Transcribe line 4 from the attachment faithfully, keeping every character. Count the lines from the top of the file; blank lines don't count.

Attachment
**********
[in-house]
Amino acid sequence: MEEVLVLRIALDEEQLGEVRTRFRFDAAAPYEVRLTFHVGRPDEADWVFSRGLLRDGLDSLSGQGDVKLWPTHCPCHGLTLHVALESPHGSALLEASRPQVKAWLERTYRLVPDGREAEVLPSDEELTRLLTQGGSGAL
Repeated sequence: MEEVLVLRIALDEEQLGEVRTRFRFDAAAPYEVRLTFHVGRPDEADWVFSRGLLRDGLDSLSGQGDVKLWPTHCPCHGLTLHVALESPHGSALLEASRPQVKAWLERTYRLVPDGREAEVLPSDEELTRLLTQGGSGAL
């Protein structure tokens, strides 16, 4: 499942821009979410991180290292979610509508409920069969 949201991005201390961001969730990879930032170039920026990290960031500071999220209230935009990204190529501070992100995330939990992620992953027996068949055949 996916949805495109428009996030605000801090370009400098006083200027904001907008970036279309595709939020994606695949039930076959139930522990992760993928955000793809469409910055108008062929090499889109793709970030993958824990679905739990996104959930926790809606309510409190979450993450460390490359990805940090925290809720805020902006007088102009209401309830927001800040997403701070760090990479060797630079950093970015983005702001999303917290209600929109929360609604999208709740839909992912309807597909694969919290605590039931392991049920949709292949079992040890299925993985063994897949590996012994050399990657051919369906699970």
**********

């Protein structure tokens, strides 16, 4: 499942821009979410991180290292979610509508409920069969 949201991005201390961001969730990879930032170039920026990290960031500071999220209230935009990204190529501070992100995330939990992620992953027996068949055949 996916949805495109428009996030605000801090370009400098006083200027904001907008970036279309595709939020994606695949039930076959139930522990992760993928955000793809469409910055108008062929090499889109793709970030993958824990679905739990996104959930926790809606309510409190979450993450460390490359990805940090925290809720805020902006007088102009209401309830927001800040997403701070760090990479060797630079950093970015983005702001999303917290209600929109929360609604999208709740839909992912309807597909694969919290605590039931392991049920949709292949079992040890299925993985063994897949590996012994050399990657051919369906699970």